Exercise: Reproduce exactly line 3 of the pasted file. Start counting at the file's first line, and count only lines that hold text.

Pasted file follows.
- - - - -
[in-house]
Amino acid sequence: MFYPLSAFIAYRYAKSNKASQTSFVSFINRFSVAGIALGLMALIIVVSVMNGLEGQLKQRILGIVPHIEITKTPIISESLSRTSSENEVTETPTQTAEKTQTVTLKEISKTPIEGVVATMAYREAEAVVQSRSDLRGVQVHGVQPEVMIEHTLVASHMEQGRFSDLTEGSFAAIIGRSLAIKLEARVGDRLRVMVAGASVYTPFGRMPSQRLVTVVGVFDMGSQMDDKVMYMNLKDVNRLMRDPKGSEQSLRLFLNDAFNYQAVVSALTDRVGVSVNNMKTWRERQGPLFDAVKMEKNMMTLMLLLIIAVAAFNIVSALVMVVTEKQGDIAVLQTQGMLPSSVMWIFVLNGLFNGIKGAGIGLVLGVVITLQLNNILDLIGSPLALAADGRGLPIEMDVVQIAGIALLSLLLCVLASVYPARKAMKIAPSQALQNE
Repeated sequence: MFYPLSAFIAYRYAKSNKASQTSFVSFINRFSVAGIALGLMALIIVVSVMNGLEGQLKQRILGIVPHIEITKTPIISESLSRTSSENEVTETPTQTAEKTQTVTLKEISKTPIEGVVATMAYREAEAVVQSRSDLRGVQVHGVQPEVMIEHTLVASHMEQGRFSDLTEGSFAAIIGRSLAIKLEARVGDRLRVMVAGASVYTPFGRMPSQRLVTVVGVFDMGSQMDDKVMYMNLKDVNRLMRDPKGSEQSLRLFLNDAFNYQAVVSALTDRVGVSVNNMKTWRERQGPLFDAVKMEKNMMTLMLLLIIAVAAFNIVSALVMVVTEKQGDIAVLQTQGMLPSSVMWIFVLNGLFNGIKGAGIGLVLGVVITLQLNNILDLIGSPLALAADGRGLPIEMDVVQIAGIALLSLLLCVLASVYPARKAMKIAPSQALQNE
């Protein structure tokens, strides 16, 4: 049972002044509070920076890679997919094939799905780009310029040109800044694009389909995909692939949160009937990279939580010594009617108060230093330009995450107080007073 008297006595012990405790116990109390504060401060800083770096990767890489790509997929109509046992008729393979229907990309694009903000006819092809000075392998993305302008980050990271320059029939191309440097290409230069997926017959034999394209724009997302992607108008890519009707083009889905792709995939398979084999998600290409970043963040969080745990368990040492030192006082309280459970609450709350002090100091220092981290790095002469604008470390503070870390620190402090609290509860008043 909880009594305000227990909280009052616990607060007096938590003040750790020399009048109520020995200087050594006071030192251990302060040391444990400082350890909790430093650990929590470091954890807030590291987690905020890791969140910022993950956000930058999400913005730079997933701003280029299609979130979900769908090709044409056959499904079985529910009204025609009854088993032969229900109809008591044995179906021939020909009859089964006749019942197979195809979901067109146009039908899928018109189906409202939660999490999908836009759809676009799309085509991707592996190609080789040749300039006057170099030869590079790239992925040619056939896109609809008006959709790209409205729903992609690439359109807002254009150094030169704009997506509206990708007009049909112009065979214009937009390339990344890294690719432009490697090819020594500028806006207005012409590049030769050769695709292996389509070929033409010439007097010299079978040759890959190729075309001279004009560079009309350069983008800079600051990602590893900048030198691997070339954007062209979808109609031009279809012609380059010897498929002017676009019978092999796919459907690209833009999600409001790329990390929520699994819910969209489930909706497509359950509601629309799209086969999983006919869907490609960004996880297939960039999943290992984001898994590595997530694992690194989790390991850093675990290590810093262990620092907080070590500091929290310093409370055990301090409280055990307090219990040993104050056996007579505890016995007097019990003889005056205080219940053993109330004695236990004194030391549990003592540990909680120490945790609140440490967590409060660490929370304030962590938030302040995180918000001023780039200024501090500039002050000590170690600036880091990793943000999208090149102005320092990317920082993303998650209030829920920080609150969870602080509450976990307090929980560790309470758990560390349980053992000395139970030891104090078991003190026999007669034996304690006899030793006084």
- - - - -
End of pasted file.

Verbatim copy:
Repeated sequence: MFYPLSAFIAYRYAKSNKASQTSFVSFINRFSVAGIALGLMALIIVVSVMNGLEGQLKQRILGIVPHIEITKTPIISESLSRTSSENEVTETPTQTAEKTQTVTLKEISKTPIEGVVATMAYREAEAVVQSRSDLRGVQVHGVQPEVMIEHTLVASHMEQGRFSDLTEGSFAAIIGRSLAIKLEARVGDRLRVMVAGASVYTPFGRMPSQRLVTVVGVFDMGSQMDDKVMYMNLKDVNRLMRDPKGSEQSLRLFLNDAFNYQAVVSALTDRVGVSVNNMKTWRERQGPLFDAVKMEKNMMTLMLLLIIAVAAFNIVSALVMVVTEKQGDIAVLQTQGMLPSSVMWIFVLNGLFNGIKGAGIGLVLGVVITLQLNNILDLIGSPLALAADGRGLPIEMDVVQIAGIALLSLLLCVLASVYPARKAMKIAPSQALQNE